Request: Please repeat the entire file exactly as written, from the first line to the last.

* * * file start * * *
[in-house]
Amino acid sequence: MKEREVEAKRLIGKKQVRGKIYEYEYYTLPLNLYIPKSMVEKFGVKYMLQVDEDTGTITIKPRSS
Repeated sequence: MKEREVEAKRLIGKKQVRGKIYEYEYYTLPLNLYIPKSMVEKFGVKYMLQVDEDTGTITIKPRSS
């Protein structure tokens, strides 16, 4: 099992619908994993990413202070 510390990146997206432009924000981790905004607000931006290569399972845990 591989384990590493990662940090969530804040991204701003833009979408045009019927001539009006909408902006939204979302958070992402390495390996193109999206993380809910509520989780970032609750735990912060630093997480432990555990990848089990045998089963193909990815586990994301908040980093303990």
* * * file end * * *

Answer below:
[in-house]
Amino acid sequence: MKEREVEAKRLIGKKQVRGKIYEYEYYTLPLNLYIPKSMVEKFGVKYMLQVDEDTGTITIKPRSS
Repeated sequence: MKEREVEAKRLIGKKQVRGKIYEYEYYTLPLNLYIPKSMVEKFGVKYMLQVDEDTGTITIKPRSS
């Protein structure tokens, strides 16, 4: 099992619908994993990413202070 510390990146997206432009924000981790905004607000931006290569399972845990 591989384990590493990662940090969530804040991204701003833009979408045009019927001539009006909408902006939204979302958070992402390495390996193109999206993380809910509520989780970032609750735990912060630093997480432990555990990848089990045998089963193909990815586990994301908040980093303990």